Nov
08
2011

Titanium Dioxide Nanoparticles Cause Brain Injuries in Fish

Professor Richard Handy and his team of scientists at Plymouth University in the UK have discovered that nanoparticles of titanium dioxide are causing holes to form (you can call them vacuoles if you want to be fancy), and nerve cells to die, in the brains of living fish. Titanium Dioxide
Titanium DioxideCourtesy Wikimedia Commons

“Gee, that sounds bad,” you might think. “But what does that have to do with me? I can’t say I’ve ever purchased a box of titanium dioxide at the grocery store.” Nope, you haven’t. But what you have purchased at the grocery store is food with titanium dioxide in it (to make your white foods whiter), and you’ve also purchased some makeup and sunblocks made with nanoparticles of titanium dioxide. And you ate your Angel Food Cake. Or you washed the makeup off your face. Or showered after a protected day in the sun. The concern is that those titanium dioxide nanoparticles could make their way through our wastewater treatment systems and ultimately end up in our rivers and streams. And cause holey fish brains.Rainbow Trout
Rainbow TroutCourtesy Timothy Knepp - U.S. Fish and Wildlife Service

In all honesty, it’s less likely that your personal usage will be directly responsible for holey fish brains and more likely that the problem rests with the large-scale manufacturing process of these products…but you’re still a key component because you’re buying what they’re selling. And so they’re making more. And now that we’ve discovered holey fish brains as a result of exposure to an ingredient in products we’re using – what should we do? Heck, holey fish brains should be concerning enough in and of itself – but let’s just take this one step further: If that’s what happens to fish, what might happen to humans?

Luckily, some important questions and conversations have arisen in the public sphere – let’s just hope the decision-makers are listening. From Nanowerk:

“The results of Professor Handy's work and that of other researchers investigating the biological effects of nanoparticles may influence policy regulations on the environmental protection and human safety of nanomaterials.

“‘It is worrying that the effects on the fish brain caused by these nanoparticles have some parallels with other substances like mercury poisoning, and one concern is that the materials may bioaccumulate and present a progressive or persistent hazard to wildlife and to humans,’ says Professor Handy.”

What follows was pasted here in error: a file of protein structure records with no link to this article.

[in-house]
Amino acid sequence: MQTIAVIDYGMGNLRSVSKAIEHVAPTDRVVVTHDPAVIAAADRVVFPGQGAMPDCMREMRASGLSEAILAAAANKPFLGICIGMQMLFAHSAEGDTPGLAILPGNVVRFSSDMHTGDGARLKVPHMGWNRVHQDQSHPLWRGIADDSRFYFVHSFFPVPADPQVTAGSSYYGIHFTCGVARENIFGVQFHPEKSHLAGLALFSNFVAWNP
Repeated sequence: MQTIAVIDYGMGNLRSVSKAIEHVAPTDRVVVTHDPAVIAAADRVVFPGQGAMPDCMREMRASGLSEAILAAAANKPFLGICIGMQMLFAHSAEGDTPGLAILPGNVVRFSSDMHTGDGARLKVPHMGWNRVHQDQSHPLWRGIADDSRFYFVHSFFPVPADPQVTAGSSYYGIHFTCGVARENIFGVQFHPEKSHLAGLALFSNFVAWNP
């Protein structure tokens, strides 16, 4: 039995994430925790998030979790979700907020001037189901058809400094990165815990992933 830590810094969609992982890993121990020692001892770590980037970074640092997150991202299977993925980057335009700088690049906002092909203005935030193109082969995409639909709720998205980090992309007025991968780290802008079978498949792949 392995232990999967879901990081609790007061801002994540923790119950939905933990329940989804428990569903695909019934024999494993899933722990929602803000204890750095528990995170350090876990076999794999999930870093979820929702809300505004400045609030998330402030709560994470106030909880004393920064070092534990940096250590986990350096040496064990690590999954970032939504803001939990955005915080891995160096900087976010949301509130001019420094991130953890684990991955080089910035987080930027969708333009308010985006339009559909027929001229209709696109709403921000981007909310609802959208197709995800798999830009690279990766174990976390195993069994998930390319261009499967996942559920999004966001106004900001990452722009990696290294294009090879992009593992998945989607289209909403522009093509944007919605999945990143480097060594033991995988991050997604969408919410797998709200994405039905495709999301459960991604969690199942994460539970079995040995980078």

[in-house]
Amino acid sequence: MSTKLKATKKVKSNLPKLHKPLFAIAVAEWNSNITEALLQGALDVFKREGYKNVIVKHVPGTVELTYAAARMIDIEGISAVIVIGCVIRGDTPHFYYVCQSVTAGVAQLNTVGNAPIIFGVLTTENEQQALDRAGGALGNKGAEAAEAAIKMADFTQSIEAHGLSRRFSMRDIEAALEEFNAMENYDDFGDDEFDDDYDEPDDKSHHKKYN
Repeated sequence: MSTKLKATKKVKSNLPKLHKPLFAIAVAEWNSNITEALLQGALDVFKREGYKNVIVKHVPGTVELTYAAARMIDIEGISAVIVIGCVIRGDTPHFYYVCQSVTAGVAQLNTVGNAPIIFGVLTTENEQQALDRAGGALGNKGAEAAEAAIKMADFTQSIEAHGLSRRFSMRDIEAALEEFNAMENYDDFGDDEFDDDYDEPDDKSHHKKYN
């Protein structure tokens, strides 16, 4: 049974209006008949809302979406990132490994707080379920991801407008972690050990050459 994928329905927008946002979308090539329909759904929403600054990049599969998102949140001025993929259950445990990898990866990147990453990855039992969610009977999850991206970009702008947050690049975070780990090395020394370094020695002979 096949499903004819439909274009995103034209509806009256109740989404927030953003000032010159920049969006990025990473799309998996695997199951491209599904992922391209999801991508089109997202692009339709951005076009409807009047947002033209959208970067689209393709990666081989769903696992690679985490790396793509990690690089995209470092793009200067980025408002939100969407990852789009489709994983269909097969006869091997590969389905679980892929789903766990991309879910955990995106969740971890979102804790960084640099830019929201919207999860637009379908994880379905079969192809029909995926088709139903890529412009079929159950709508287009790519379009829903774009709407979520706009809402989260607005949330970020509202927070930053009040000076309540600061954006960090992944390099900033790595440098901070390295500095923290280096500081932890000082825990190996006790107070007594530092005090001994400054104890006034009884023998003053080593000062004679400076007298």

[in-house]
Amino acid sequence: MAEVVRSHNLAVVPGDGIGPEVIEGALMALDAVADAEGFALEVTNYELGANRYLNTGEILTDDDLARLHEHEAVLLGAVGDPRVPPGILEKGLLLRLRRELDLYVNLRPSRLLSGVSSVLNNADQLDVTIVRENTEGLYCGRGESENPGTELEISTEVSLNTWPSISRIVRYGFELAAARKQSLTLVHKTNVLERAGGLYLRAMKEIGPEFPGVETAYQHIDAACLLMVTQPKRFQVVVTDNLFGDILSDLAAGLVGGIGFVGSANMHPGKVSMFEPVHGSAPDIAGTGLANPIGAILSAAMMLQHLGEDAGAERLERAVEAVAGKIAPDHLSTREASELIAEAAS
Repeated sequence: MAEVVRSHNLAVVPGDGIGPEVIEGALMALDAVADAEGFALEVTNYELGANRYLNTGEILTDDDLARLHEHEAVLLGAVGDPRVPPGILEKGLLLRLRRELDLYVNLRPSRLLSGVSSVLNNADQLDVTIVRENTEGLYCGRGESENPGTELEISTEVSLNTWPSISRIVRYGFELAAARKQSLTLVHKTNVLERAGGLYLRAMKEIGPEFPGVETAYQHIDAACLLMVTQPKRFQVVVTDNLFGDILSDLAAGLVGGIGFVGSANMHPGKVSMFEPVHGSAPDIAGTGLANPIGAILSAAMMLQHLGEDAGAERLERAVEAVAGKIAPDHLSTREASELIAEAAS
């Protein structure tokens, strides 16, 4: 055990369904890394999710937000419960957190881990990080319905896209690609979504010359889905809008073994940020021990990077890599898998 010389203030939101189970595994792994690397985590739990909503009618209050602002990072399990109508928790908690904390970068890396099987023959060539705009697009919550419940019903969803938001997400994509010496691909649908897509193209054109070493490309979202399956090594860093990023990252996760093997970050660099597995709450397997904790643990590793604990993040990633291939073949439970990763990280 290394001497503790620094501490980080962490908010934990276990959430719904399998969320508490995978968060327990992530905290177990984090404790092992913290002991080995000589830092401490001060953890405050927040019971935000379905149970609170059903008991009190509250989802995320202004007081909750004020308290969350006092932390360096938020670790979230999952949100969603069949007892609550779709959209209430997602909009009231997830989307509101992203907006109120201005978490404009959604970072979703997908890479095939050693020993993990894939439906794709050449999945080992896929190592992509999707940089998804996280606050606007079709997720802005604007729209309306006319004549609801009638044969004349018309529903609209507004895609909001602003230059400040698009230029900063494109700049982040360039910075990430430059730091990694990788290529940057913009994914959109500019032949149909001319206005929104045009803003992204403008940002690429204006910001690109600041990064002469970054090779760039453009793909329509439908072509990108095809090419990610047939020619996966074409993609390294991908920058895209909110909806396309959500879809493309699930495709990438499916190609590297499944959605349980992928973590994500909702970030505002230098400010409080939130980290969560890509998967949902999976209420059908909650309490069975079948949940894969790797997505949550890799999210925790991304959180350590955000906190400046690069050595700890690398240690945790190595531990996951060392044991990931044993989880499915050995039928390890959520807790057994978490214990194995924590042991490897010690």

A writer over at Frogheart
posed some thoughtful questions, too:

  • The statement is that nanoparticles cause brain injury in fish but the researchers mention titanium di/oxide nanoparticles only. Did they test other nanoparticles as well?
  • How did they conduct the tests?
  • Did the fish ingest titanium di/oxide from the water? From their food? From both?
  • What concentrations were they exposed to?
  • Were they in an environment similar to what they’d experience naturally? Or were they in special tanks?

Good news, frogheart! Professor Handy and his team aren’t the only scientists doing this kind of research involving nanoparticles in the environment. Duke University’s Center for the Environmental Implications of NanoTechnology (CEINT) have recently shared their work on nanosilver in the environment with NISE Net, who in turn made a fascinating 6-minute video to make it all make sense:

Does Every Silver Lining Have a Cloud? from NISE Network on Vimeo.

And I happened to sit in on a panel discussion this very morning about Nanomaterials, Toxicology, and Risk, where Shannon Hanna of the University of California Santa Barbara’s Center for Nanotechnology in Society (CNS UCSB) gave a fascinating presentation about “Impacts of Zinc Oxide Nanoparticles on the Mussel.” In it, he and his team found that chronic exposure to zinc oxide had a negative impact on growth and survival on the Mediterranean Mussel.Mediterranen Mussel
Mediterranen MusselCourtesy uncredited
Nanoparticles of zinc oxide are in a whole slew of products, including the paint on boats. Boats which tend to congregate near docks. Where mussels also like to congregate. And it turns out mussels are basically Filters of the Ocean. They accumulate metals and pollutants. And then pretty much every other thing in the ocean and around the ocean (birds, us) like to eat them. Add too much zinc oxide to the mix? Runty and short-lived mussels. Hmmmm. Anyone hungry?

The studies seem to be piling up, and it’s increasingly apparent to me that nanoparticles and environment don’t play nice. Perhaps its time to start talking seriously about regulation? What do you think?

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